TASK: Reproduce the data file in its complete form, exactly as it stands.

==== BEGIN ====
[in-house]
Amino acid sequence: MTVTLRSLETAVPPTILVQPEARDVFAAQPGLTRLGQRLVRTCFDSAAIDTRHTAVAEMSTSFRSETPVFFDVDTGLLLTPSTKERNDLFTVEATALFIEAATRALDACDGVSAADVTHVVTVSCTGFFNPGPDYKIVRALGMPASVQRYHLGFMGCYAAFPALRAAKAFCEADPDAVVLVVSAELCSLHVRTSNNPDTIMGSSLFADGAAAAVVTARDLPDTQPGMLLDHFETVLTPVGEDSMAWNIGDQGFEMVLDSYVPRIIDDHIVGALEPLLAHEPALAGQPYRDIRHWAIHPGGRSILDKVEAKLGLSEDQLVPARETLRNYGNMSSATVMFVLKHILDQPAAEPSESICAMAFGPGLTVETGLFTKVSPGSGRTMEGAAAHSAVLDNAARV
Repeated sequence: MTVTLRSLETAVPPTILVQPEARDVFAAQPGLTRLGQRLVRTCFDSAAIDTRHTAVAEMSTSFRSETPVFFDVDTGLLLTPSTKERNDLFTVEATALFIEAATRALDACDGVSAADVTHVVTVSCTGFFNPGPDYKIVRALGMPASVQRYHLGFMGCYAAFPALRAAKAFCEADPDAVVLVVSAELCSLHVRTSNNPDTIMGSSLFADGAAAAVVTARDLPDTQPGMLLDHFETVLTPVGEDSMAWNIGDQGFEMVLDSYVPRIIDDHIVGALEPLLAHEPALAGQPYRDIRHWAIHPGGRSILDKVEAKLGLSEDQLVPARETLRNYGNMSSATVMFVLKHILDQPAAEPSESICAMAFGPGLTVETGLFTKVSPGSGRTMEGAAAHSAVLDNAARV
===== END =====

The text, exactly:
[in-house]
Amino acid sequence: MTVTLRSLETAVPPTILVQPEARDVFAAQPGLTRLGQRLVRTCFDSAAIDTRHTAVAEMSTSFRSETPVFFDVDTGLLLTPSTKERNDLFTVEATALFIEAATRALDACDGVSAADVTHVVTVSCTGFFNPGPDYKIVRALGMPASVQRYHLGFMGCYAAFPALRAAKAFCEADPDAVVLVVSAELCSLHVRTSNNPDTIMGSSLFADGAAAAVVTARDLPDTQPGMLLDHFETVLTPVGEDSMAWNIGDQGFEMVLDSYVPRIIDDHIVGALEPLLAHEPALAGQPYRDIRHWAIHPGGRSILDKVEAKLGLSEDQLVPARETLRNYGNMSSATVMFVLKHILDQPAAEPSESICAMAFGPGLTVETGLFTKVSPGSGRTMEGAAAHSAVLDNAARV
Repeated sequence: MTVTLRSLETAVPPTILVQPEARDVFAAQPGLTRLGQRLVRTCFDSAAIDTRHTAVAEMSTSFRSETPVFFDVDTGLLLTPSTKERNDLFTVEATALFIEAATRALDACDGVSAADVTHVVTVSCTGFFNPGPDYKIVRALGMPASVQRYHLGFMGCYAAFPALRAAKAFCEADPDAVVLVVSAELCSLHVRTSNNPDTIMGSSLFADGAAAAVVTARDLPDTQPGMLLDHFETVLTPVGEDSMAWNIGDQGFEMVLDSYVPRIIDDHIVGALEPLLAHEPALAGQPYRDIRHWAIHPGGRSILDKVEAKLGLSEDQLVPARETLRNYGNMSSATVMFVLKHILDQPAAEPSESICAMAFGPGLTVETGLFTKVSPGSGRTMEGAAAHSAVLDNAARV